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BIZ Academy Podcast
Hosted By: Wyatt Yates

Money Myth: 50/30/20 Budget Rule



In this episode, we discuss the 50/30/20 Budget Rule. What is this budgeting rule? Where did it come from? Should you follow this budget rule when doing your budget? What do you need to consider when you are making your budget?

Action Steps:
1) Compare your current monthly budget to the 50/30/20 budget principle. How does your current budget compare? Are you over or under in one of the three categories?
2) Look at your current budget. Does it reflect your financial goals? Where do you need to make adjustments to your budget to have it keep you on track toward your financial goals?

Episode Transcript:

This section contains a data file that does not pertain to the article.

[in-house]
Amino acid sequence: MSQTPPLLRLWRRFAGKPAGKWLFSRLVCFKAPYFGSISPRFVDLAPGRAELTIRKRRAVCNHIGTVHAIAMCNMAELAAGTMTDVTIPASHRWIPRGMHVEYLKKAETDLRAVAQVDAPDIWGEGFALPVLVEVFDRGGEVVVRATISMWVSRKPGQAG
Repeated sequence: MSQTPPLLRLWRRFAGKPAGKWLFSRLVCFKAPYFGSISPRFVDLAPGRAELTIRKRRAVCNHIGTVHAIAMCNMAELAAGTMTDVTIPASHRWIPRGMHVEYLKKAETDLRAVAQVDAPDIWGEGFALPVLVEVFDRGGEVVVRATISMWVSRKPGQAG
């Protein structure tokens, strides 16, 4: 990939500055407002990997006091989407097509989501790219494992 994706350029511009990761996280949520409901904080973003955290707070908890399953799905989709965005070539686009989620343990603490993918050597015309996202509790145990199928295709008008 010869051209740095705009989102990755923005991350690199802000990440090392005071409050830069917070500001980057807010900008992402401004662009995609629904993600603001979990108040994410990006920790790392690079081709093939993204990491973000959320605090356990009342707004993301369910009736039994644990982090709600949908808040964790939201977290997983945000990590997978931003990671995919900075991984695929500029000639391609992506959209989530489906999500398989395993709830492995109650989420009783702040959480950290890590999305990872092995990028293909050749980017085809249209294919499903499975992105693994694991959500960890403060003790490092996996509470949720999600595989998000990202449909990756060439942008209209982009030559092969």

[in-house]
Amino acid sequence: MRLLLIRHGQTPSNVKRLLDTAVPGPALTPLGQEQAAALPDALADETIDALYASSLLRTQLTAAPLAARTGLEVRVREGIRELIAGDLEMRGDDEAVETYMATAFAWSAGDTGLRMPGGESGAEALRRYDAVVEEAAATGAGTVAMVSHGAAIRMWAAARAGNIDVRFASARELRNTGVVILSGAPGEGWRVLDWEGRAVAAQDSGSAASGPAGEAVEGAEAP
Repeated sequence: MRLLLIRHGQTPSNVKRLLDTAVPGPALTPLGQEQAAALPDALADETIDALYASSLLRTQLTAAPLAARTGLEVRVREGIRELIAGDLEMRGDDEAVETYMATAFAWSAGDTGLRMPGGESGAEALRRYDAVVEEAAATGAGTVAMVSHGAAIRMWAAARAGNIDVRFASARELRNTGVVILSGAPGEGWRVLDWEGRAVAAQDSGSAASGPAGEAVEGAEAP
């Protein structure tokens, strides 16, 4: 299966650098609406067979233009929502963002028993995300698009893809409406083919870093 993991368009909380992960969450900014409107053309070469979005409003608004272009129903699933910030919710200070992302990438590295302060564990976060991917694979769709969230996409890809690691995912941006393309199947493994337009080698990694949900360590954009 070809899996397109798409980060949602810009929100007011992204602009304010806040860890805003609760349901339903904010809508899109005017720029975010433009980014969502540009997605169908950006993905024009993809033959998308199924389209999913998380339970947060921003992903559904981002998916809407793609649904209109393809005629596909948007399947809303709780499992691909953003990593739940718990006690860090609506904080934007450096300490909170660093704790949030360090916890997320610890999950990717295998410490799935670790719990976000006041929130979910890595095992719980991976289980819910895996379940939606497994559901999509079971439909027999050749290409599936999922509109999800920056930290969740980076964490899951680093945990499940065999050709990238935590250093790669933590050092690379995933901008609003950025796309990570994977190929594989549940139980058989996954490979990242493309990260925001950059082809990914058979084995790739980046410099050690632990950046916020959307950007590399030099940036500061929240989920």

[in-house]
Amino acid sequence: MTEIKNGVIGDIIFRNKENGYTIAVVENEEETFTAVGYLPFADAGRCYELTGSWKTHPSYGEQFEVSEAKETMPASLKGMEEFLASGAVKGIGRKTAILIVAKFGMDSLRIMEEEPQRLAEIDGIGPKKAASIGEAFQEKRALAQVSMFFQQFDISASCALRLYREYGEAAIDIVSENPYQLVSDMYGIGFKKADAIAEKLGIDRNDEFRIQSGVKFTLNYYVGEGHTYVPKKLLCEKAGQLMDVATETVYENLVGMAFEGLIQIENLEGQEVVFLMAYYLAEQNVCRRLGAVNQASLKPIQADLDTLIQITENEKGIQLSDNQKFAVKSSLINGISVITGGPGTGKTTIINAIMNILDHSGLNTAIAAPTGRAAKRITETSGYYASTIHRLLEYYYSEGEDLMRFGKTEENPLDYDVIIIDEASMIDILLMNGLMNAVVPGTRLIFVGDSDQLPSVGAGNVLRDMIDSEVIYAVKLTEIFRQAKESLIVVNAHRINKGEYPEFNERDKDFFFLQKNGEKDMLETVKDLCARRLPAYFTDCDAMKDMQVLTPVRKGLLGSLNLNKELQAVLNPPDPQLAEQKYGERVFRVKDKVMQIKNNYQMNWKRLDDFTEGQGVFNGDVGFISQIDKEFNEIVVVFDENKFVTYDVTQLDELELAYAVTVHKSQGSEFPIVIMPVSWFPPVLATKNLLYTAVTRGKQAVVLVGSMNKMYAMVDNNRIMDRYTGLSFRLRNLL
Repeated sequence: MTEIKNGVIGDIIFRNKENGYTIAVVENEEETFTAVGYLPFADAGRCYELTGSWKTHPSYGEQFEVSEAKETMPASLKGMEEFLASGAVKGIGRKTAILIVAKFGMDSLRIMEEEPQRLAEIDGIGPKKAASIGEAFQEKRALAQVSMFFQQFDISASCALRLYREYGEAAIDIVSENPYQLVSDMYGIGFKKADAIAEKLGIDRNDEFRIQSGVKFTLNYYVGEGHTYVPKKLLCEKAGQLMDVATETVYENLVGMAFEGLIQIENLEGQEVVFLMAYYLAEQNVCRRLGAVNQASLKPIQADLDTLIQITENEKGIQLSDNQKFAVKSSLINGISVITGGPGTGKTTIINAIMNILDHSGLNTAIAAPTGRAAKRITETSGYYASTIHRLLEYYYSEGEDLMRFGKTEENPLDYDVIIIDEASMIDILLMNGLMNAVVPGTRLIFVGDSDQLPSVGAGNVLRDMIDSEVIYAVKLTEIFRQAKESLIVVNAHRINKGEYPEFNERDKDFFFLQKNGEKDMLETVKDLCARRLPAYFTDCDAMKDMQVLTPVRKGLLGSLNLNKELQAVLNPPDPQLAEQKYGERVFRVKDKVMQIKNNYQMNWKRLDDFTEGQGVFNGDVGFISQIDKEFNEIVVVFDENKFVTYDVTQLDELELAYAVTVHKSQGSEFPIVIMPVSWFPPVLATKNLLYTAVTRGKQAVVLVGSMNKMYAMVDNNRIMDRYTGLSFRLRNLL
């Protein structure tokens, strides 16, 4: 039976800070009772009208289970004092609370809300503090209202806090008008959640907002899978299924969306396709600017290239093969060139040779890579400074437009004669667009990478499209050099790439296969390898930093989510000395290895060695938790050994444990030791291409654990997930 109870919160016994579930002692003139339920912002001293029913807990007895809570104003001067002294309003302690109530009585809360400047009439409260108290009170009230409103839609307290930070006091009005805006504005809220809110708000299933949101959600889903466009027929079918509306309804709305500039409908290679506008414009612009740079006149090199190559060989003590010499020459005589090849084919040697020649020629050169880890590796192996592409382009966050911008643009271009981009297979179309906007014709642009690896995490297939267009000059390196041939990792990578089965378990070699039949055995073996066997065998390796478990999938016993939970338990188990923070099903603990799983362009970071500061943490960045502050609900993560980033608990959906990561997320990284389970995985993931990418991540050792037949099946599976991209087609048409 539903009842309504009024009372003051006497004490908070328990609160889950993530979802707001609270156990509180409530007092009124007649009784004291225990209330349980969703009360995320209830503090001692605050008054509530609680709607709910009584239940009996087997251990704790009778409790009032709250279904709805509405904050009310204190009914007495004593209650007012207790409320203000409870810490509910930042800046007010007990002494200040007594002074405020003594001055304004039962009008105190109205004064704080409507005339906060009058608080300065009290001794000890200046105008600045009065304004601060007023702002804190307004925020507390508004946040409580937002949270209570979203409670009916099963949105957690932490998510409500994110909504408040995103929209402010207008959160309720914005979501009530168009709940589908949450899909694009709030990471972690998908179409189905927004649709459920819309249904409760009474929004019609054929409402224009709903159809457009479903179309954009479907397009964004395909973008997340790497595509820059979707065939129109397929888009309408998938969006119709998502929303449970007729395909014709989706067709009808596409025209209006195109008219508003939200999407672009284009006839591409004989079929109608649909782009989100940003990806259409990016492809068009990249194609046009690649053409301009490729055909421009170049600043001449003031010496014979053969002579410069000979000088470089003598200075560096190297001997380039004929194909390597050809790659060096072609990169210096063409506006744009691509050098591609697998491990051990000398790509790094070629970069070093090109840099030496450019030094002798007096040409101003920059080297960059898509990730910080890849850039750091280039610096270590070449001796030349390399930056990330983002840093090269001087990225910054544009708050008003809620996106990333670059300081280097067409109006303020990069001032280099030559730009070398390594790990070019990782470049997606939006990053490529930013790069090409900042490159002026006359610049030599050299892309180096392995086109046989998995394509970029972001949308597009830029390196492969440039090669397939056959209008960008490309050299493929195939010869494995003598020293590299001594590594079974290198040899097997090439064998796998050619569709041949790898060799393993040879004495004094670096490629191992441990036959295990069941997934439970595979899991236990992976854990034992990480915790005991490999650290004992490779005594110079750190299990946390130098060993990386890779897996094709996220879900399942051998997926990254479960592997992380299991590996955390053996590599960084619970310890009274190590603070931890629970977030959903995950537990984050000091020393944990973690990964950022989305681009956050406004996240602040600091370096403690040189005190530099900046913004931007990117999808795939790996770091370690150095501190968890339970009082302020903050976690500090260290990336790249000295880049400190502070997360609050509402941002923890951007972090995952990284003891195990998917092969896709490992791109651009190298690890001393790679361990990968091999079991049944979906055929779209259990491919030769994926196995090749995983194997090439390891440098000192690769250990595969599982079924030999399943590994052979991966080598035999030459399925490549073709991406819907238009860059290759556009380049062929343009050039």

Wyatt Yates Host 00:00 Money doesn't have to be complicated. You can achieve financial independence. This podcast gets to the truth behind the money mess you hear from your grandma, your broke uncle, the latest social media influencers and the so-called money experts. Welcome to Money Myths with your host, wyatt Yates. 00:23 This week's myth is the 50-30-20 budgeting rule. So first let's talk about what this budgeting rule is, where it comes from, maybe, why it could be a good thing, and then look at why it may not be the best way to do it. So the 50-30-20 budgeting rule looks at how to budget your after-tax dollars, so your take-home pay if you're an employee that works somewhere. So the 50% it says needs to go towards your needs or your essentials, and in that category includes housing, groceries, transportation, insurance, minimum debt payments, etc. Basically what your needs and essentials are. Then for the 20%, that's your savings and investing and debt payments. So think you're saving for your emergency fund or retirement contributions or debt repayments above your minimum payments. So that's the 20% category. And then the 30% category is your wants, your non-essentials. So clothing, dining out, subscriptions, vacations, entertainment, etc. Anything that's a want or a non-essential. So that's the breakout 50% of your after-tax dollars goes to needs and essentials. 20% goes to savings, investing and extra debt payments, and 30% goes to your wants or non-essentials. If you Google this budget in rule, you're going to find it all over the internet, so let's look at where it actually originated from so that gives us some insight into you know, maybe, whether we should listen to it or not. 02:18 So this budgeting rule originates from Senator Elizabeth Warren's book All your Worth the Ultimate Lifetime Money Plan, which was published in 2006. She worked on this book with her daughter, now Senator Elizabeth Warren. Before she was a senator, so 2006, when this book was published, she wasn't a senator yet. Prior to becoming a senator in 2013, warren was a law professor with expertise in bankruptcy law. She authored several books and she even served as a special advisor for the Consumer Finance Protection Bureau under the Obama Administration, so she knows a lot about bankruptcy. That's her expertise. Not really a personal finance expert in terms of not a financial advisor, financial plan or anything like that. She was a professor, didn't work with people. So when you know where this originated from, you start questioning it a little bit. This isn't somebody that came up with it that has spent their life dealing with personal finance or worked with hundreds or thousands of people in helping them through their personal finances. This is a law professor that specialized in bankruptcy law, that wrote a book, but this has gained a lot of traction as far as this budgeting rule. So why has it gained traction? 03:46 I mean, there are some good things with this budgeting rule. First, it's a good starting point. If you're not budgeting, it can be really hard to understand well, how much should I be spending in different categories. So this as far as what I like about this budgeting rule and why it may be true this is a very good starting point for somebody just starting out. The other thing that I really like about it, the second point that I really like about it is it forces you to think about your needs versus your wants. That's a critical step when you're budgeting is what's really a need and what's a want, and deciphering between those two will help you make some financial decisions to reach your goals. And the third thing I like about this is it is better than not having anything and not having a budget. Having a budget is better than not having one, as we discussed in previous episodes. Now let's look at some of the reasons why this budgeting rule could be false, or some of the flaws in this budgeting rule. So I had three reasons why I like this budgeting rule. 04:56 I have seven why I don't like it and I could probably come up with more, but we're going to stick to my top seven. The first one is this is very vague With having just these three categories. It makes it very easy to hide bad spending habits and unnecessary purchases. You're painting a broad brush with just three categories and you can very easily hide those, and it's even vague on your wants versus your needs. For example, housing is in the needs category. However, even with housing, there's a difference between wants and needs. You need a roof over your head, but you don't need your dream home. So that's the first point. It's too vague, it makes it easy to hide bad spending habits or unnecessary purchases, and it's even vague on your needs versus wants. 05:55 For the second point why I don't like this is it doesn't favor debt payoff. Right, surprise, a bankruptcy attorney developed something that doesn't favor debt payoff, so it puts your minimum debt payments into your need category. Guess what? You don't need debt. There's millions and millions of people across the world that have zero debt. Even in the US, there's millions of people that have zero debt. Debt is not a need. So that's the first flaw. 06:25 And if you have a lot of debt, 20% of your budget for saving, investing and extra debt repayments is not enough to make meaningful progress in getting out of debt. When my wife and I paid over $300,000 in debt in two years we were doing 50, 60, some month 70% of our income was going towards paying off the debt. You know the same goes with a lot of the clients I work with. You can't just dip your toes in the water with getting out of debt. You have to go all in or you will never be debt free and you're always going to be a slave to someone else. So this doesn't favor it. This is a little dip of your toes in the water. Try to slowly make progress and not really attack getting out of debt. And it's a major flaw because this is one of the things that holds the people back the most is being consumed by debt. 07:26 The third flaw with this budgeting rule is it doesn't account for different stages of your life. So when you're younger, you should be really attacking paying off any debts if you have debt and saving and investing. But when you're older and in retirement, the 20% in savings no longer applies. You've done the work, your allocation for savings will decrease and your wants and needs will increase. So, based off where you are in your life, your budgeting and what you're spending your money on, or in saving or investing, is going to vary drastically, and this budgeting rule does not account for that at all. The fourth flaw with this is it doesn't account for different income levels. So the lower your income is, guess what you have, less wants that you can afford. The higher your income, the lower your needs are gonna be, and the higher your saving and investing is, so your income level will affect how you can budget and what you can afford. So in this budgeting principle does not account for that at all. The fifth flaw with this method is it doesn't account for when you started to save and invest for retirement or when you want to retire. 08:40 The earlier you start to save for retirement and invest for retirement, the less percentage of your income you're gonna have to invest, assuming you work the same amount of time before you're gonna be able to retire. So let's just walk through an example. Let's say you start saving at age 25 and you only make 30 grand a year for your whole working life. You never get any raises. You just make $30,000 a year, starting at age 25. But let's say you contribute 15% of your gross income towards retirement when you reach age 67. So 42 years of working, you will have over a million dollars. If you put in 15% of your retirement, that's assuming a 7% return. Now you may get more than that, you may get less, but 7% is a very conservative rate of return assumption in this scenario. So if you start early age 25, you only have to do 15% if you're making 30,000 a year. So when you start and when you want to retire drastically affects how much you need to allocate to your savings and retirements. The later you start, the higher percentage of your income you're gonna have to invest to be able to retire. The longer you work, the less you're gonna have to save as a percentage of your income. The less you work, the more you're gonna have to save as a percentage of your income. So you have to look at when you want to retire, when you started saving and that is gonna affect your budget and what you need to allocate towards that. 10:17 The sixth flaw with this method is it doesn't account for your financial goals. So your budget is your vehicle. For you to reach your goals, you need to Taylor your budget to fit your financial goals. You can't just use a broad financial approach. Your budget has to reflect what your financial goals are or you won't achieve them. If you had a goal to run a marathon, you're not gonna go jump in the pool and start swimming laps To train for your marathon. You're gonna tailor your training towards your goal. You're gonna be out there running. You're gonna maybe get a coach. You're gonna buy a running program or follow a running program. The same goes with your budget and your financial goals. Your budget has to be tailored towards your financial goals For you to be able to achieve them. It is what drives you to achieve your financial goals. 11:13 The seventh flaw of this budgeting rule is that you are paying the government more than you're paying yourself. So I'm just gonna walk through an example using the 2020 average household income in the United States to give you an idea on how much you're paying the government in Terms of percentage your income versus what this budgeting rule is telling you to pay yourself. So the average household income in 2020 across the US was just shy of $98,000 a year. Now you can use this example for your personal situation and just Add up what you personally are spending as a percentage of your income. But let's look at this so Based off that most of people are employees, so a small business owner would be a little bit different. 12:02 But as an employee, you are paying what they call payroll taxes or FICA taxes, which is Social Security in Medicare in the US. Now, fica taxes or payroll taxes Social Security in Medicare for the average household income is 15.3% of your gross income. Now, half is paid by you and comes out of your pay and half is contributed by your employer. But don't be naive enough to think that the employers aren't factoring in the total cost of having you and that affects what your gross wages are. Trust me on this employers have to factor in your total cost. I've done this for many years on hiring people. Their employers are looking at all the costs associated with having you on staff and if you can Generate more money than what it costs. So if you did not have the FICA taxes, you could get paid more in gross salary. 12:59 So I'm using the full 15.3% for payroll taxes. That's some taxes you're paying. Now for state income taxes, I'm just gonna use 5%. Some states are more, some states are slightly less, but we're gonna use 5% here. And for federal income taxes for the average household income, we're gonna assume 12%, which is pretty darn close in terms of what it would be assuming basic deductions that somebody at this income level would have. 13:32 Now the average Household owns their home. You know we have over close around 60% or whatever. I mean it varies slightly each year. You know we were up to about two-thirds of People in the US own their own home. So we it's safe to assume the average person, average household in this scenario owns their own home and Using what average property taxes are and we come to about 3% of your gross income, average property taxes of just under 2,500 bucks. And then if you spent 30%, like this budget template Recommends, towards once, most of those ones are gonna have sales tax. So using average sales tax rates based off of different states would come to about 2% of your gross income. If you use 30% on once is gonna be in sales tax. So you add up your payroll taxes, your state income taxes, your federal income taxes, your property taxes in your sales tax. Those total 37% of your gross income for the average US household is going to the government, so almost 40% of your pay is going to the government. 14:49 Now if you look at what you're paying yourself in this budgeting template, it's saying 20% after tax. Save savings in this budget rule is going towards Investing and saving, so that's what you're paying yourself. So in this scenario, if you Make it apples to apples and I want to say, okay, 37% of my pay, my gross pay, is going to the government and I'm factoring this 20% that is after tax. So we got to make it apples to apples, so that's 13%. That 20% becomes 13% on your gross. So you are literally paying the government. 37% of your pay is going towards the government in this budgeting scenario for the average household in Only 13%. So you're paying the government over three times what you're paying yourself. That should make you sick to your stomach. 15:50 Now you could say well, really I'm paying the government 37%, so that leaves me 63%. I would definitely argue that Really, the only thing you're paying yourself is what you are saving and investing, because that is what is going to generate the passive income you need to be able to reach financial independence or to be able to retire. So when I say pay yourself. I'm looking at, what are you saving, investing that's going to generate passive income, and In this scenario, with using this budget Rule, you are only saving and paying yourself 13% of your gross income for the average US household, while you're paying the government 37%. Your goal should be to pay yourself more now, to based off where you're at. It may take you a little longer to get there, but your goal should be I'm paying myself more than I'm paying anybody else. When you have the goal to pay yourself more than you pay anybody else, whether or that be your debtors, your Government, you will be okay. You're that is what the ultimate goal is to get yourself to where you can pay yourself more than you're paying Anybody else, because it's your money that you're working hard for and you deserve it. 17:13 So let's summarize this myth. So the 5030 20 budgeting rule allocates 50% of your after-tax income to your needs and 30% to your wants, and 20% to saving, investing and debt payoff. If you don't have a budget, this can be a good starting point and it's better than doing nothing, and it gets you to start to think about your wants versus your needs. However, you're not going to reach your full Potential financially by taking a very broad and vague financial plan that isn't specific to your current situation and adjust with your life changes In one that doesn't take in consideration your financial goals. So let's just look at the seven reasons why I didn't like this again. The first reason was you can't have something vague and you need to be very specific about what your needs versus wants are. Think back to. You know you need a home. You need somewhere a roof over your head, but you don't need your dream home. That's a want. Your dream home's a want. Housing is a need. 18:25 The second point and thing you need to think of when you're budgeting is if you have debt, you need to go all in on getting out. Now I'm not talking about, like your mortgage with your home. If you have one of those, but any other consumer debt. You need to be all in. You can't just dip your toes in. You got to go all in and really attack it to get to where you're starting to be able to pay yourself more and you're not paying everybody else all your income that you're working for. So you got to go all in and that may mean you're contributing 40, 50, 60, 70% of your income to get out of debt as fast as possible. 19:02 The third point is you have to look at where you're at in your life stage. So if you're younger, you're attacking, saving and investing and getting out of debt. If you're older, you've done the work. You don't need to do that again. So that's the third point. Your budget needs to reflect where you're at in your life. And the fourth point was your budget needs to reflect your income level. If you're struggling income wise, you need to cut as many wants and I would even say there are no wants in your budget until you get your income level higher. And if you have a really high income, your needs are going to be very low as a percentage of your income and your saving and investing is going to be higher and you're going to reach that point to where you're paying yourself more than you're paying the government. The fifth point that you need to look at with your budget is when you started saving and investing and when you want to retire. Your budget should reflect that. And the sixth point is your budget has to reflect your financial goals. It is the tool you use to reach your financial goals, so it needs to reflect that and keep you on track for them. And the seventh point your ultimate goal is to pay yourself more than you're paying the government or anybody else. So if you're paying 30, 40% of your income to the government, I want to reach a point and you're going to have to get your income up to do this but I want to reach a point that I'm paying myself more than anybody else because, guess what, I'm the one working for the money I should be paying myself more. So those are the seven things your budget has to reflect when you're doing it. 20:46 Now for this week's action steps related to this myth. The first action step I want you to do is take your current budget and just compare it to this 50, 30, 20 budgeting rule. How does your current budget compare? Are you over or under in any one of the three categories? Just use it as a good baseline comparison. That's your first action step. 21:10 The second action step is to look at your current budget and does it reflect your financial goals? Where do you need to make adjustments to your budget to have it keep you on track towards your financial goals? So if you don't have goals, you've got to create your goals. But then look at your budget and it should reflect that. Where do you need to cut back? Where do you need to add? Remember, depending on where you're at, your budget doesn't have to be restrictive. Your budget is simply the vehicle to keep you on track to reaching your financial goals and reaching financial independence. So look at your budget and really comb through it as far as where can I cut? Where do I need to cut? And make small adjustments over time. So maybe adjust a category 3% or 1% or 5% this month and then adjust it another 1% next month, and you can slowly start changing your habits and get in your budget to where you ultimately want it to be. Don't make drastic changes out of the gate. Make small improvements each month and that will get you there. 22:20 Thanks for listening. Want to achieve financial independence? Go to ruggedfinancialcom where you can download my free PDF of the 12 Things to Do to Win With Money, and you can also sign up for my weekly money tips emails, where I cover the same tips and tricks and advice I walk all my clients through so you can begin your journey to financial independence. Thank you for watching and listening to this episode of the Money Myths Podcast. Please do me a favor and, if you found this episode interesting. Subscribe to the podcast so you can make sure you get all the future episodes. Also, leave a rating and review so you can help us grow this podcast, so we can lead more people to financial independence. And, lastly, please take a screenshot of the episode, share it on your social media channels and tag us using at ruggedfinancial. We will see you later.